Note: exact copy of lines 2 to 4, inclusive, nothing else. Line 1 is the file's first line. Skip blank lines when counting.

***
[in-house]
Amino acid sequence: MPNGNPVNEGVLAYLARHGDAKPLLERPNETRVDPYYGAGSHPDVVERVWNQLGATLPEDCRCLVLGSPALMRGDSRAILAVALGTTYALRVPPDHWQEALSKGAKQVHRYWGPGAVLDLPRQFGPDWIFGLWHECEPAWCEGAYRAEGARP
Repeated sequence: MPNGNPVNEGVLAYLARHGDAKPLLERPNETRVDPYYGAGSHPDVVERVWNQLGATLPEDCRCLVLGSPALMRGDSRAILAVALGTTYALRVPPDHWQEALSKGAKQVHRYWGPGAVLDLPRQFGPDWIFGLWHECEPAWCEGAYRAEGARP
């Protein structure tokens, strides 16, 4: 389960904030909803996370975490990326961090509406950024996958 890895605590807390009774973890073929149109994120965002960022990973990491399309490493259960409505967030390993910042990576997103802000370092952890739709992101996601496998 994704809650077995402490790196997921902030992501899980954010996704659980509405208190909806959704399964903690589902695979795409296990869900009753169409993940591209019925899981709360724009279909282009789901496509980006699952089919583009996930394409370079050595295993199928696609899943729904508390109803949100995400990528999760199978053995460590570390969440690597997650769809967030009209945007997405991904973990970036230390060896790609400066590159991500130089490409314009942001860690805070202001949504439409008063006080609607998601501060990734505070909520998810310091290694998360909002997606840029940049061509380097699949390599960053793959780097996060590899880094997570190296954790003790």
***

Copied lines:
Amino acid sequence: MPNGNPVNEGVLAYLARHGDAKPLLERPNETRVDPYYGAGSHPDVVERVWNQLGATLPEDCRCLVLGSPALMRGDSRAILAVALGTTYALRVPPDHWQEALSKGAKQVHRYWGPGAVLDLPRQFGPDWIFGLWHECEPAWCEGAYRAEGARP
Repeated sequence: MPNGNPVNEGVLAYLARHGDAKPLLERPNETRVDPYYGAGSHPDVVERVWNQLGATLPEDCRCLVLGSPALMRGDSRAILAVALGTTYALRVPPDHWQEALSKGAKQVHRYWGPGAVLDLPRQFGPDWIFGLWHECEPAWCEGAYRAEGARP
């Protein structure tokens, strides 16, 4: 389960904030909803996370975490990326961090509406950024996958 890895605590807390009774973890073929149109994120965002960022990973990491399309490493259960409505967030390993910042990576997103802000370092952890739709992101996601496998 994704809650077995402490790196997921902030992501899980954010996704659980509405208190909806959704399964903690589902695979795409296990869900009753169409993940591209019925899981709360724009279909282009789901496509980006699952089919583009996930394409370079050595295993199928696609899943729904508390109803949100995400990528999760199978053995460590570390969440690597997650769809967030009209945007997405991904973990970036230390060896790609400066590159991500130089490409314009942001860690805070202001949504439409008063006080609607998601501060990734505070909520998810310091290694998360909002997606840029940049061509380097699949390599960053793959780097996060590899880094997570190296954790003790």